Lead PB Menorah Token Rolanos Judea Roman

5th-6th century. Judaea, Personal Lead (PB) Token of Rolanos(?). Menorah of seven branches, flanked by lulav and etrog / POΛANOY in two lines across field; palm frond above. Cf. CNG E-435, lot 401 (same dies). 3.44g, 16mm, 6h; 'desert' patina. From a private North American collection. Roma Numismatics Ltd, E-Sale 53, 7 Feb 2019. CoinArchives 2019 Source:  Link1Link2

Lead token Byzantine PB Menorah 5th century

5th-6th centuries. Lead PB token (14mm, 2.76 g, 6h) with seven-branched menorah, flanked by lulav and etrog / POΛA/NOY; palm frond above. Cf. Lanz 159, lot 654; cf. Baldwin’s 75, lot 2404 (monogram); Triton II, lot 1108 (monogram). bold gVF, earthen deposits. This lead object is clearly related to the series of late Roman/early Byzantine seals bearing a figural type on one side, with a legend in two lines in Latin or Greek on the other. Source:  Link1,  Link2  

Judea seven branched Menorah Lead PB Token coin

5th-6th century. Judaea, Personal Lead PB Token. Menorah of seven branches, (flanked by lulav and etrog). Uncertain personal name in two lines across field. Cf. CNG E-435, lot 401; cf. CNG E-245, lot 530. 1.74g, 13mm, 12h. From a private North American collection. CoinArchives, Roma Numismatics Ltd > E-Sale 53, Auction date: 7 February 2019. Source:  Link1Link2


Palestine Lead Seal Menorah Ancient Jewish

5th-6th century. Palestine. Private document seal (Lead, 17 mm, 5.72 g, 12 h). Seven-branched menorah on base; to left, etrog above lulav; to right, shofar. Rev. Box (?). A clearly Jewish seal with an interesting, albeit unidentified, reverse depiction. Nomos AG, Auction date: 2 July 2019, Lot number: 735. Quelle:  Link1Link2 

Byzantine Menorah, Byzantine Lead seal with menorah of seven branches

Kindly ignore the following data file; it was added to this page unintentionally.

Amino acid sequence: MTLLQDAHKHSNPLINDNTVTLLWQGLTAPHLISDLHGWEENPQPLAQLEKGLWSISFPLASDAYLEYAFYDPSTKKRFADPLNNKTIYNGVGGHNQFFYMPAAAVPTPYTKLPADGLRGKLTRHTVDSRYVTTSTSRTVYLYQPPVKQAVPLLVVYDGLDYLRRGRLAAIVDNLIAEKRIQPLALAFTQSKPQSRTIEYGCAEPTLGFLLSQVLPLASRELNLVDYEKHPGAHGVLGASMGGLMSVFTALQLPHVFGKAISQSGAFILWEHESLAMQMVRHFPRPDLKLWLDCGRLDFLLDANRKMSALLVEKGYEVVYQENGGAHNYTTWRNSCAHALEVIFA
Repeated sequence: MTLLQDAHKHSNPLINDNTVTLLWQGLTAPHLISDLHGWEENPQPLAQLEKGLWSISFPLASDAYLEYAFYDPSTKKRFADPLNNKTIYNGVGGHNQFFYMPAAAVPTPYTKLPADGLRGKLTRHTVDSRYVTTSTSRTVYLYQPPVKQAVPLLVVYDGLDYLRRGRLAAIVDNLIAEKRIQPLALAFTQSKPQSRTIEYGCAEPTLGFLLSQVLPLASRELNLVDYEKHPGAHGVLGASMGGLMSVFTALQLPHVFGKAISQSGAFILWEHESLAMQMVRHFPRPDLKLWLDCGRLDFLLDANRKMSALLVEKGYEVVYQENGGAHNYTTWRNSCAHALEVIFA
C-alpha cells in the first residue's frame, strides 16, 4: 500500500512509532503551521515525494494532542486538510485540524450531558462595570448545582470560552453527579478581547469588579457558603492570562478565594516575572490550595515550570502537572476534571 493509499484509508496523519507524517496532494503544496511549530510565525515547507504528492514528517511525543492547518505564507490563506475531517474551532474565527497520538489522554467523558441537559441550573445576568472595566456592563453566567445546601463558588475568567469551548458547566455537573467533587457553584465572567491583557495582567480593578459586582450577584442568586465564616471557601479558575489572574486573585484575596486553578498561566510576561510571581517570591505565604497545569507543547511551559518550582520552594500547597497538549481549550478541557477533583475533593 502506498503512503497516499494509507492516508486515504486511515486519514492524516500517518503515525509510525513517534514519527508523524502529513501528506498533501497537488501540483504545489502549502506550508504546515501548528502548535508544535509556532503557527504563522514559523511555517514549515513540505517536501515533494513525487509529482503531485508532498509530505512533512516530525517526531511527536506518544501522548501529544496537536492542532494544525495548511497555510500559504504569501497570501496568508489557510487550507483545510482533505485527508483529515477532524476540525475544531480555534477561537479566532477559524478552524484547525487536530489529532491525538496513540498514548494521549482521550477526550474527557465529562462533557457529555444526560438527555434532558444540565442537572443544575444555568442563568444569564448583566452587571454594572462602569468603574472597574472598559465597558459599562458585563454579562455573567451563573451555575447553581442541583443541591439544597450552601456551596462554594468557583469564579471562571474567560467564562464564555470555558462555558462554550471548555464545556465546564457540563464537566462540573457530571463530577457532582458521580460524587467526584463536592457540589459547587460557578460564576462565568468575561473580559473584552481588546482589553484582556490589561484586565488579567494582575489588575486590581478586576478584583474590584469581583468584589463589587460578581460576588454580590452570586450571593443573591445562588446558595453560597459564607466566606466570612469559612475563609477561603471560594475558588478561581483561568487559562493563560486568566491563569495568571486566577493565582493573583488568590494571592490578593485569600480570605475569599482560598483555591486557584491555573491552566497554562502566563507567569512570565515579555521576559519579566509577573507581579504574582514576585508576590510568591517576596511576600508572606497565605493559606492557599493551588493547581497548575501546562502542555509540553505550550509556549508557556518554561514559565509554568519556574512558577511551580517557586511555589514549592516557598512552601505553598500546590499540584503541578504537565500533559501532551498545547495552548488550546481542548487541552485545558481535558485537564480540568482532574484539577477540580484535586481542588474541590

5th-7th century. Byzantine. Seal (Lead, 16 mm, 3.78 g, 1 h). Menorah of seven branches. Rev. Star (?) of six rays. Nimisbids. Source: Link

Menorah Lead token 5th century AD

5th-6th century. Rolanos(?). Lead (PB) Token (14mm, 3.09 g, 6h). menorah of seven branches, flanked by lulav and etrog / POΛA/NOY; palm frond above. Cf. Lanz 159, lot 654; cf. Baldwin's 75, lot 2404 (monogram); Triton II, lot 1108 (monogram). VF, earthen deposits. This lead object is clearly related to the series of late Roman/early Byzantine seals bearing a figural type on one side, with a legend in two lines in Latin or Greek on the other. CoinArchives 2019, Auction 435, Lot 401. Source: Link

Ancient Lead seal Judea seven branched menorah

5th-7th century. Lead Sea Judaea with seven-branched menorah. PB 16.3mm, 7.52g. Naville Numismatics Ltd. Auction 47, date: 3 March 2019, Lot number: 692. Source:  Link1,  Link2  

Lead Seal Impression “Bulla” depicting a menorah and the monogram of Anastasius

491-518 AD.  A Lead Seal Impression “Bulla” depicting a menorah and the monogram of Anastasius. Dimensions: 16mm. Source: Link

Square Turquoise Glass Jar Blown with Menorah